The RPS needs to evolve towards becoming a royal college

It’s good occasionally to step back and take a wider perspective. Where is our profession heading? How well prepared are we to satisfy the present and future needs of our patients? What do you want from your career? How best can you achieve it, and how well supported do you feel?

What do you consider to be good examples of successful and highly regarded clinically-based professions? What do they all have in common? What elevates their professional standing relative to other medical disciplines and in the eyes of patients?

The answer is that they are all represented by strong and influential professional leadership bodies, otherwise known as royal colleges. And those royal colleges have the credibility to advocate on behalf of their members because they enjoy the confidence of their professions.

Do you see the pharmacy profession in the same light? Do you see our professional leadership as influential and credible? Why have you made the decision to support the work of the RPS, but most of your colleagues have not? Do you feel that the RPS enjoys the confidence of the profession? Clearly not. And it needs to.

Not by telling potential members how good it is, but by actively demonstrating how valuable it is!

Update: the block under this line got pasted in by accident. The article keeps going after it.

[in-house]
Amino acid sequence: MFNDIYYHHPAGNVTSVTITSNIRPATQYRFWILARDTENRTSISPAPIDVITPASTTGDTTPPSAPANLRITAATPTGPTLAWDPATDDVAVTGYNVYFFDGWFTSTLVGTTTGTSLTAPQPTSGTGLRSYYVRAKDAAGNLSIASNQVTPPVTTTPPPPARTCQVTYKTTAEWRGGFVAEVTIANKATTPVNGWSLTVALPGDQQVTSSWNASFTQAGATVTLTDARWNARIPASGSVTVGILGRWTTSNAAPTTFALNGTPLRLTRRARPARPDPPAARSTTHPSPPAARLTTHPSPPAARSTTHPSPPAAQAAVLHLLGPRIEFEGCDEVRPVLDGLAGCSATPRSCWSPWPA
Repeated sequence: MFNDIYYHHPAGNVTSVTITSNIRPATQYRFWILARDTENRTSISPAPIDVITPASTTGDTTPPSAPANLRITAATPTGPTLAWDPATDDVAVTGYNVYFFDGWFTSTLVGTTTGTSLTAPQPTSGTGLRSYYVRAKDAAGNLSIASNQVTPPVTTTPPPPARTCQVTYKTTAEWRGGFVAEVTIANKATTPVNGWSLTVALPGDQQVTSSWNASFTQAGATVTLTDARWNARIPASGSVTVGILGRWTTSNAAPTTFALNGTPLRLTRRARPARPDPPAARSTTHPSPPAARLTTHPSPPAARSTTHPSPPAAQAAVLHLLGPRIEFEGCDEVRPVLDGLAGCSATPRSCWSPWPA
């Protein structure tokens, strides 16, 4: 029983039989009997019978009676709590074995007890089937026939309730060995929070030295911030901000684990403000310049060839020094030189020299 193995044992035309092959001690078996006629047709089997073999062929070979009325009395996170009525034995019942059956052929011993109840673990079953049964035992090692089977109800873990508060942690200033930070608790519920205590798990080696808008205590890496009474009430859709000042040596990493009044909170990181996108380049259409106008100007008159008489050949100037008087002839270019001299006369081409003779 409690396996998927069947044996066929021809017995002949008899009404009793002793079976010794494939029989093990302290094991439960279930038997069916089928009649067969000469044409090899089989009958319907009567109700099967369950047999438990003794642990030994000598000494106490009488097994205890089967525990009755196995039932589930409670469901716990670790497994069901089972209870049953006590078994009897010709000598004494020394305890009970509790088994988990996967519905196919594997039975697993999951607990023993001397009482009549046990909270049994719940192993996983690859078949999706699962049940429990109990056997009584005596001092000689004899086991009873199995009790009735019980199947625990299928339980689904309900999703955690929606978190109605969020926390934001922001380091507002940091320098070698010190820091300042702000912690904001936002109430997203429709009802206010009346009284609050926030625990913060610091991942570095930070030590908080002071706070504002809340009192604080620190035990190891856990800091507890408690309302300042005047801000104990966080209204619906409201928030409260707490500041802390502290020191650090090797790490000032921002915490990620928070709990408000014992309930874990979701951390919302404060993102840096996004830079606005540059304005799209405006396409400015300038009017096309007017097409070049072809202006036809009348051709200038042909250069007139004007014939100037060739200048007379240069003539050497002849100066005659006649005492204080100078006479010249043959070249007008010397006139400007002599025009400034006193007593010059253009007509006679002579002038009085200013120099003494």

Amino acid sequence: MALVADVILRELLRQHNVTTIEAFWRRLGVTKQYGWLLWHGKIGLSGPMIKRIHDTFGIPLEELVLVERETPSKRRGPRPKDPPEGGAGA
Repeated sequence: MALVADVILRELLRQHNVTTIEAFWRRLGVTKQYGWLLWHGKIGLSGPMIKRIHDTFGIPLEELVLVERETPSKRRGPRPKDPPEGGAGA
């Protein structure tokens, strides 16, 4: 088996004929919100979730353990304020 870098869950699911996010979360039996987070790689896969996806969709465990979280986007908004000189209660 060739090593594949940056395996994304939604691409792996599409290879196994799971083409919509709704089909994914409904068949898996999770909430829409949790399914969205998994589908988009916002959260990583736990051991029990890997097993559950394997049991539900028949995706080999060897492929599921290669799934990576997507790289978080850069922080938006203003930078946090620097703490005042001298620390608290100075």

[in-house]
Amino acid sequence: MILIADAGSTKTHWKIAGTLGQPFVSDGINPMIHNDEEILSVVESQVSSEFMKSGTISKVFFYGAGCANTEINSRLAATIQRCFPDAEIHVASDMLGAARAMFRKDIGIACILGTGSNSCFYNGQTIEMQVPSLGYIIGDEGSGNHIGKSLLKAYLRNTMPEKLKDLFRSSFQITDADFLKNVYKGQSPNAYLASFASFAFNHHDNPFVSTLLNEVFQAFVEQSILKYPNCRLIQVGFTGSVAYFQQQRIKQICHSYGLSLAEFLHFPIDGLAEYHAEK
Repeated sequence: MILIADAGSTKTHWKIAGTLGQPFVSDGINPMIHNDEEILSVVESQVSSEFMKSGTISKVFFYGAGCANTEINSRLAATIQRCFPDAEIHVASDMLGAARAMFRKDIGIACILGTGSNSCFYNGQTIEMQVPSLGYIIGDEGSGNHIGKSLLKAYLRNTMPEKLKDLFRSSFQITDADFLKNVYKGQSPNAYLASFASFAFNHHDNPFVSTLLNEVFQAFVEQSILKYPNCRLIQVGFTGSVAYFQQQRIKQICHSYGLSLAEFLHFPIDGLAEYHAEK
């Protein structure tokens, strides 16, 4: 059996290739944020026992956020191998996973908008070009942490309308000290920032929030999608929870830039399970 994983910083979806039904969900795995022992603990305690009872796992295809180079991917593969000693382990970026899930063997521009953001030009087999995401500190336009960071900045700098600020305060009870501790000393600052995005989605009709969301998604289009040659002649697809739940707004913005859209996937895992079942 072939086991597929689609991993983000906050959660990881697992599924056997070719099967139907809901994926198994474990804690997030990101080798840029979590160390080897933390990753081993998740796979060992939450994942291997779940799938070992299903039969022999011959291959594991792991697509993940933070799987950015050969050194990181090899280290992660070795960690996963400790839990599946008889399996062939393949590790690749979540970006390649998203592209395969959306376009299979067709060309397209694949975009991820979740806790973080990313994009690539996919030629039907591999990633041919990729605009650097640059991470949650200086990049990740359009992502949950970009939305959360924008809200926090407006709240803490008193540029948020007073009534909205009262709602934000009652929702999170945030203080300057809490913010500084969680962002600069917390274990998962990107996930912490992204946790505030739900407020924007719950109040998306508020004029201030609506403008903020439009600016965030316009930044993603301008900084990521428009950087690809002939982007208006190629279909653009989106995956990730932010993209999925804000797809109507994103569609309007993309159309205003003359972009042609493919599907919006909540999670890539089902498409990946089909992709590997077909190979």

Think about what those outside of the profession are looking for. Those we need to influence, who need the confidence to trust us with delivering the public health agenda to the highest standards of patient care. Think about how influential our colleagues in allied medical professions represented by respected bodies have been in being able to advocate and influence. Think about our patients; those who place their trust in our expertise. What would they expect of us?
And then ask yourself why the RPS does not consider it a priority to fulfil the commitment made to the profession to evolve towards formalisation as a royal college. This needs to change.

I remain concerned that our current professional leadership is unsustainable if we are to reach our full potential. Indeed, this is a concern shared by the chief pharmaceutical officers, who established a commission to examine this and now an independent board to develop options for the future delivery of professional leadership. I will champion this.

Please follow me on X/Twitter @voteforsteve for my campaign messages and to join the conversation to create a better professional future for all of us.

Thank you.

Steve Churton

Last updated
The Pharmaceutical Journal, PJ, May 2024, Vol 312, No 7985;312(7985)::DOI:10.1211/PJ.2024.1.311317

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